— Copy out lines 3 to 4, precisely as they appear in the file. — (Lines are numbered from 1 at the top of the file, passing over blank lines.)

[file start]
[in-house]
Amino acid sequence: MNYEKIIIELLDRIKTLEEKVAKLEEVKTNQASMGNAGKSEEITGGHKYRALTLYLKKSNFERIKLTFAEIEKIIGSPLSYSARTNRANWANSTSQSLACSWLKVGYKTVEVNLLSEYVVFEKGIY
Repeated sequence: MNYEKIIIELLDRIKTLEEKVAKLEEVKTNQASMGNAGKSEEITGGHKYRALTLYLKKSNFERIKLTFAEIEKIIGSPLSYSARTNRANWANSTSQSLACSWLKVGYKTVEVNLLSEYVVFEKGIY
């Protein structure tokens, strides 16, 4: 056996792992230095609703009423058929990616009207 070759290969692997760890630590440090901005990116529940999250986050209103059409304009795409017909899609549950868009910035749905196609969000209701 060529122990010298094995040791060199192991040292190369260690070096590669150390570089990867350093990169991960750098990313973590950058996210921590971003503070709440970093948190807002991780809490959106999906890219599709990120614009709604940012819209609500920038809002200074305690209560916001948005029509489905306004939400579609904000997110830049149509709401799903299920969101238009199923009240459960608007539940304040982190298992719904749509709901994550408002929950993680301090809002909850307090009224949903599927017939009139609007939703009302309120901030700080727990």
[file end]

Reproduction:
Repeated sequence: MNYEKIIIELLDRIKTLEEKVAKLEEVKTNQASMGNAGKSEEITGGHKYRALTLYLKKSNFERIKLTFAEIEKIIGSPLSYSARTNRANWANSTSQSLACSWLKVGYKTVEVNLLSEYVVFEKGIY
């Protein structure tokens, strides 16, 4: 056996792992230095609703009423058929990616009207 070759290969692997760890630590440090901005990116529940999250986050209103059409304009795409017909899609549950868009910035749905196609969000209701 060529122990010298094995040791060199192991040292190369260690070096590669150390570089990867350093990169991960750098990313973590950058996210921590971003503070709440970093948190807002991780809490959106999906890219599709990120614009709604940012819209609500920038809002200074305690209560916001948005029509489905306004939400579609904000997110830049149509709401799903299920969101238009199923009240459960608007539940304040982190298992719904749509709901994550408002929950993680301090809002909850307090009224949903599927017939009139609007939703009302309120901030700080727990």